Paua is the Maori name for the rainbow or black-footed abalone (Haliotis iris).
Abalone are found throughout the Pacific, but black-footed paua are endemic to New Zealand.
The univalve mollusc usually clings to the underside of rock ledges in shallow coastal waters.
Abalone feed on macroscopic algae that influence the colour of their shells.
A diet of brown algae furnishes the iridescent blue-greens and red algae the deep red-browns.
Paua may grow to be 17 cm long, while the red abalone found in California may reach 30 cm.
Abalone are valued by humans for their iridescent shells and 'abalone steaks'.
Natural predators include crabs, octopuses, fishes, seastars and sea otters (in California only).
The black muscular foot of paua is typically bleached to be acceptable to human consumers.
Abalone grounds have been depleted in some places due to overharvesting.
For example, the California abalone fishery south of San Francisco had to be closed in 1997.
Fishery management and recovery plans may help to conserve abalone stocks for the future.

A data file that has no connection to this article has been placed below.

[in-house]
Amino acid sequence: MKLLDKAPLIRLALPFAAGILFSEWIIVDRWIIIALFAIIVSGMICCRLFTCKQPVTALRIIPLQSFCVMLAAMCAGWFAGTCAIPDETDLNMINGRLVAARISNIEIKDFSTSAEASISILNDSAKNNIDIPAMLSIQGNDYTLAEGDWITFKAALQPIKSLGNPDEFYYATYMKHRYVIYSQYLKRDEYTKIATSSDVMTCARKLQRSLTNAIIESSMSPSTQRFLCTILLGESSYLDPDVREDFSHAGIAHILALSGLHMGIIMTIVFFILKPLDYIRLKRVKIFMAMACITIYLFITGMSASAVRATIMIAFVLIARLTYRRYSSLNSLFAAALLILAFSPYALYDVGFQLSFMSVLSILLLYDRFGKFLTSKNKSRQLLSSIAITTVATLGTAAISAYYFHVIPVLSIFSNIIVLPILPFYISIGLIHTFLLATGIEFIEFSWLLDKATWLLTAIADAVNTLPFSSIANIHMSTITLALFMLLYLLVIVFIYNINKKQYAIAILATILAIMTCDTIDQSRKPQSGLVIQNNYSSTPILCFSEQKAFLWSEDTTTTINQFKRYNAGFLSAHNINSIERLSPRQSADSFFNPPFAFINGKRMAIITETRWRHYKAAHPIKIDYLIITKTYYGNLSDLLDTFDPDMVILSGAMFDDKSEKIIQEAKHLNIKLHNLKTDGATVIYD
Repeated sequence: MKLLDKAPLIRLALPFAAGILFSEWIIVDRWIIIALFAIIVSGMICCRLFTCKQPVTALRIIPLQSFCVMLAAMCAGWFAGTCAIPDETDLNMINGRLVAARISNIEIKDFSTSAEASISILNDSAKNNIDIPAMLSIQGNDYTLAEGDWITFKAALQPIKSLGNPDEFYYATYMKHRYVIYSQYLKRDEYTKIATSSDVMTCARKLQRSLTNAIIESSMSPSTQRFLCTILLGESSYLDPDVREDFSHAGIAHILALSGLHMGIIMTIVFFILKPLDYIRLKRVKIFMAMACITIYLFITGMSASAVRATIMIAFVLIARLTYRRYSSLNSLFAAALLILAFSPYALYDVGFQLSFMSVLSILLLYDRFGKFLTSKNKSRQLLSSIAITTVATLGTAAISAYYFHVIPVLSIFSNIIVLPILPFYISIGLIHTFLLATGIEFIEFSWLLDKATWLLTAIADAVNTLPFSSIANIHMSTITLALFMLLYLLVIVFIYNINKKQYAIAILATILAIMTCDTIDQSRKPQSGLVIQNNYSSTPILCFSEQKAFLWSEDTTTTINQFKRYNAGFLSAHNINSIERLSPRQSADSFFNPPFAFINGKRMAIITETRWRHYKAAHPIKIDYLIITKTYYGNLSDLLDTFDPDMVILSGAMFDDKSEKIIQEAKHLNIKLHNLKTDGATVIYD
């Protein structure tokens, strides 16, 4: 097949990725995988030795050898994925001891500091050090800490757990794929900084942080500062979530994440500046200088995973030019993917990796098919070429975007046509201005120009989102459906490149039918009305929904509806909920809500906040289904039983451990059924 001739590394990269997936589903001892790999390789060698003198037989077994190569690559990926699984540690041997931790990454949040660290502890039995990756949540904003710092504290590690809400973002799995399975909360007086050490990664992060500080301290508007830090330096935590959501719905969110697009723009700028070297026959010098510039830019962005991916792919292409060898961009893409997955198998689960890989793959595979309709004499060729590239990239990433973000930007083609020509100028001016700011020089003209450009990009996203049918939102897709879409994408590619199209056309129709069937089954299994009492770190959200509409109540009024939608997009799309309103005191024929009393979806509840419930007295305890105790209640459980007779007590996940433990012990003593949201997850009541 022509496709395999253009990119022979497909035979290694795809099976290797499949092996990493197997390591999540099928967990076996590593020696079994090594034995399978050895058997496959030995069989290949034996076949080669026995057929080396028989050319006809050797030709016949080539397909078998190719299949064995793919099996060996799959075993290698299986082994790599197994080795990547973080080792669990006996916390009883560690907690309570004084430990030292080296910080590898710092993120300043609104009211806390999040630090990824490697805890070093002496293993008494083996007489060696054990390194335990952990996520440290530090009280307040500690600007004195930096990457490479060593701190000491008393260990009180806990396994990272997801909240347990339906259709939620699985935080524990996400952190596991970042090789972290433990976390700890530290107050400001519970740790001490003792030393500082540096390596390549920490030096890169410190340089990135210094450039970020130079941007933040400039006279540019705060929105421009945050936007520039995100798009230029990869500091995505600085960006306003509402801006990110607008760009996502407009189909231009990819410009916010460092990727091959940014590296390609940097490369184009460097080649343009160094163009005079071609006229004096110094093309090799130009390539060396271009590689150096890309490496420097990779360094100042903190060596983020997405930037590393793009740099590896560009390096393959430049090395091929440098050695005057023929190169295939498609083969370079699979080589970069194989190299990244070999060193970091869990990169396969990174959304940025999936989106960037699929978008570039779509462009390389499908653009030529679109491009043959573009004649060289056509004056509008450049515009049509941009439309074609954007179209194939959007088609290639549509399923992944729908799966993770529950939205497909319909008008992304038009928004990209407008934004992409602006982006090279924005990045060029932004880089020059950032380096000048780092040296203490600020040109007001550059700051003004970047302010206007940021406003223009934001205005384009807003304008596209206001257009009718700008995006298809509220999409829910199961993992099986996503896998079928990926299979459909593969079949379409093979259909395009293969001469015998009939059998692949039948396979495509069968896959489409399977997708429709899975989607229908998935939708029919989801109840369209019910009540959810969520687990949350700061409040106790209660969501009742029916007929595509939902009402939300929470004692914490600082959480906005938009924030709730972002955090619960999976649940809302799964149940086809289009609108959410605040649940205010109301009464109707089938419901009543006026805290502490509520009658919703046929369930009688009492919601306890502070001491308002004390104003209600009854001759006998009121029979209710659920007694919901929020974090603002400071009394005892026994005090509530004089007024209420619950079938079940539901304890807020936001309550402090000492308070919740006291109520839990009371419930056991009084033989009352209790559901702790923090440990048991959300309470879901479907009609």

Abalone aquaculture may be used to restore and restock natural populations.




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© 2005 Sabine Lattemann
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"It is a fabulous place: when the tide is in, a wave-churned basin, creamy with foam, whipped by the combers that roll in from the whistling buoy on the reef. But when the tide goes out the little water world becomes quiet and lovely. The sea is very clear and the bottom becomes fantastic with hurrying, fighting, feeding, breeding animals. [...] A wave breaks over the barrier, and churns the glassy water for a moment and mixes bubbles into the pool, and then it clears and is tranquil and lovely and murderous again. [...] And salt spray blows in from the barrier where the ocean waits for its rising-tide strength to permit it back into the Great Tide Pool again."
John Steinbeck, Cannery Row, chapter 6

" [...] the ocean recedes leaving little pools, leaving wet weed and moss and sponge, iridescence and brown and blue and China red." (chapter 18)